* Posts by JassMan

877 posts • joined 26 Mar 2008


Misguided call for a 7-Zip boycott brings attention to FOSS archiving tools

JassMan Silver badge

Re: A couple of points

Its a shame we brexited, otherwise we could put forward an EU directive to make all software state that the language is Murican unless the "English" is the Britsh flavour. In fact if software was mandated to have both, it might teach left-pondians how to spell.

ALERT I not anti-American, I have some great American friends and have much admiration for many things they do. Its just that it gets on my tits when they say things like "different than" because "different" is not a comparator. Things can be "bigger than", "cooler than", "longer than", "stickier than" but they can never be different than. ie big vs small, cool vs warm, long vs short etc., but different vs ?????

JassMan Silver badge

We installed the Flatpak package to have a look, and while it works fine, it does pull in a whopping two-thirds of a gigabyte of KDE dependencies to do it,

When <bold>giorgiotani</bold> says his software is only 12MB, it makes you realise why people hate Flatpack and all the other non-rpm or deb formats so much. Yes they sometimes have a use, but 95% of the time, deb or rpm can be used and it will run on virtually all flavours of linux which use the appropriate packagers.

Will optics ever replace copper interconnects? We asked this silicon photonics startup

JassMan Silver badge

Re: The medium is the messenger

It all makes you wonder whether Transputers may have had a proper uptake if there had been some decent optical interface at chip level at the time. After all they were designed on the basis that serial comms can be faster and more reliable than waiting for all the parallel bits to sync correctly.

Leave that sentient AI alone a mo and fix those racist chatbots first

JassMan Silver badge

Re: Do androids dream of electric sheep again?

I think Netscape was the bilogical equivalent of HomoSapiens. IE was the biological equivalent of a total w*nker. Never obeys any rules (even its own), always blames the user or the website when things don't go as expected, spawned loads of offspring (each worse than the parent), tried to take over the entire world, insisted it always had to be there (even for things which were not web related), etc.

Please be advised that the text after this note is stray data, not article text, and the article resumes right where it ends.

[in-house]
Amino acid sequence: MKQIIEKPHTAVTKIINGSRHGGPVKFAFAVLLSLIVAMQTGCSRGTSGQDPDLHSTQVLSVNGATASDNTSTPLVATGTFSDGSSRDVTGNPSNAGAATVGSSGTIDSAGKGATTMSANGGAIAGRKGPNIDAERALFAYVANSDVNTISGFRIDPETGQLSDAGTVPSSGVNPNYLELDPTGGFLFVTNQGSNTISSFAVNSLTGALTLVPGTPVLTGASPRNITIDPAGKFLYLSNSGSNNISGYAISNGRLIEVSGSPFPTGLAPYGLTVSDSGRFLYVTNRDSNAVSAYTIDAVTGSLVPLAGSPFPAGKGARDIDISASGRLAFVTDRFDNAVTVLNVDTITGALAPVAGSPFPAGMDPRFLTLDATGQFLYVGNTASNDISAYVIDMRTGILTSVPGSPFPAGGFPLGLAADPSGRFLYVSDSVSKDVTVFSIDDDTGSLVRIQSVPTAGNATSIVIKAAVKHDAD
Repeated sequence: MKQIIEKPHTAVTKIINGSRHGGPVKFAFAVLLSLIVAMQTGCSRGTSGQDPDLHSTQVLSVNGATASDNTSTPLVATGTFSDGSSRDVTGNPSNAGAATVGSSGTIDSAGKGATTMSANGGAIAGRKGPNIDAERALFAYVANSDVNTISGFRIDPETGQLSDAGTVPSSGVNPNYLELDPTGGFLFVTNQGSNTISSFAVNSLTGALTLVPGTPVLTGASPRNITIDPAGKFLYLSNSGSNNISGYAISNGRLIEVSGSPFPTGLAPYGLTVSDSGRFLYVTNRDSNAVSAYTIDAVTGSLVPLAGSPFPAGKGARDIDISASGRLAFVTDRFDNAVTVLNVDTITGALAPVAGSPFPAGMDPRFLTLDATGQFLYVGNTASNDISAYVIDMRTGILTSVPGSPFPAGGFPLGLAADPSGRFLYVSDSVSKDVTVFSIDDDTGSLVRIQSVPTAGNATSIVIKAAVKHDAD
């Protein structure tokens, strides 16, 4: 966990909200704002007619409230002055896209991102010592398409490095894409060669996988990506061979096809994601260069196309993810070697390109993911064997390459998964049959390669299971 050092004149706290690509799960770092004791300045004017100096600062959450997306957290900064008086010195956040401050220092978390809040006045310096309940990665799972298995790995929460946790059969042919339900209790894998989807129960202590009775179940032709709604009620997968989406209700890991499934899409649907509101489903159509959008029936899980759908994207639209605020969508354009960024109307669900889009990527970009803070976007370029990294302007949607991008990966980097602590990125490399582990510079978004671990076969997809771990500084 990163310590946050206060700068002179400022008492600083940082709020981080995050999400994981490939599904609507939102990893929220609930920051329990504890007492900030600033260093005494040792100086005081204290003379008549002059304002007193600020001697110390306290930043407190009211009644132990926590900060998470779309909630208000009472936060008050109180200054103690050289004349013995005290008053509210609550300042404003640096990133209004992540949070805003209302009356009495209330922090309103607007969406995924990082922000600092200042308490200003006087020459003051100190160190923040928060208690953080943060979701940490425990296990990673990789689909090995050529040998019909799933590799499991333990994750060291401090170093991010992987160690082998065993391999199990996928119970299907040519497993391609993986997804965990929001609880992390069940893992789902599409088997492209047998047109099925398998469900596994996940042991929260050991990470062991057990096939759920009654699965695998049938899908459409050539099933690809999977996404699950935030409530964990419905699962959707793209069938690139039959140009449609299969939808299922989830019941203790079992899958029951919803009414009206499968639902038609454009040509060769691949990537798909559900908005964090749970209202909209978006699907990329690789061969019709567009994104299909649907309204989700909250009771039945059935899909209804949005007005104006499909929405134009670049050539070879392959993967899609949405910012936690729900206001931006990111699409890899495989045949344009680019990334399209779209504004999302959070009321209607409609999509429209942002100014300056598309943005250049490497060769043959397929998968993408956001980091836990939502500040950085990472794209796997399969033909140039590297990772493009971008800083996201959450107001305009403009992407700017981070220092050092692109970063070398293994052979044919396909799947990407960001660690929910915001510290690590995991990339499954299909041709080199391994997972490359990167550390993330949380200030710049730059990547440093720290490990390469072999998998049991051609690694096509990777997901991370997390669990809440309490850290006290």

JassMan Silver badge

Re: They absorb any old shit you feed into them

I don't know about using a Turing test which has been discredited by testers thinking that humans are the AI. It ought to be replaced with the Dabbsy Test:

It's what AIs think about when they're on their own that defines sentience. What will I do at the weekend? What's up with that Putin bloke?

Businesses brace for quantum computing disruption by end of decade

JassMan Silver badge

Re: 501 UK-based executives

501? I thought that was a game of darts. But then again maybe that's how they do surveys. I see you just threw a triple 19, that'll be «that respondents were "almost unanimous" in their belief that quantum computing will create a moderate or high level of disruption for their own organization, industry sector, and the broader economy in the next five years.»

Airbus flies new passenger airplane aimed at 'long, thin' routes

JassMan Silver badge

Re: 515 orders

Good point except that this is a case of Airbus beating Boeing at their own game. The clue is in the name: the 321 has always been a stretched 320 (just like the 319 is a short body). This is truly Revolution through Evolution based on a really well engineered starting point, instead of cost cutting

UK police to spend tens of millions on legacy comms network kit

JassMan Silver badge


Since they are relying on 4G, and they all have mobile phones, why on earth don't they just use Telegram. It has one to one voice chats or you can broadcast to a group. If you want to be silent you can use text instead of voice. The source code is available so they can check it out and fork it if they want to change the way it works. Whats not to like?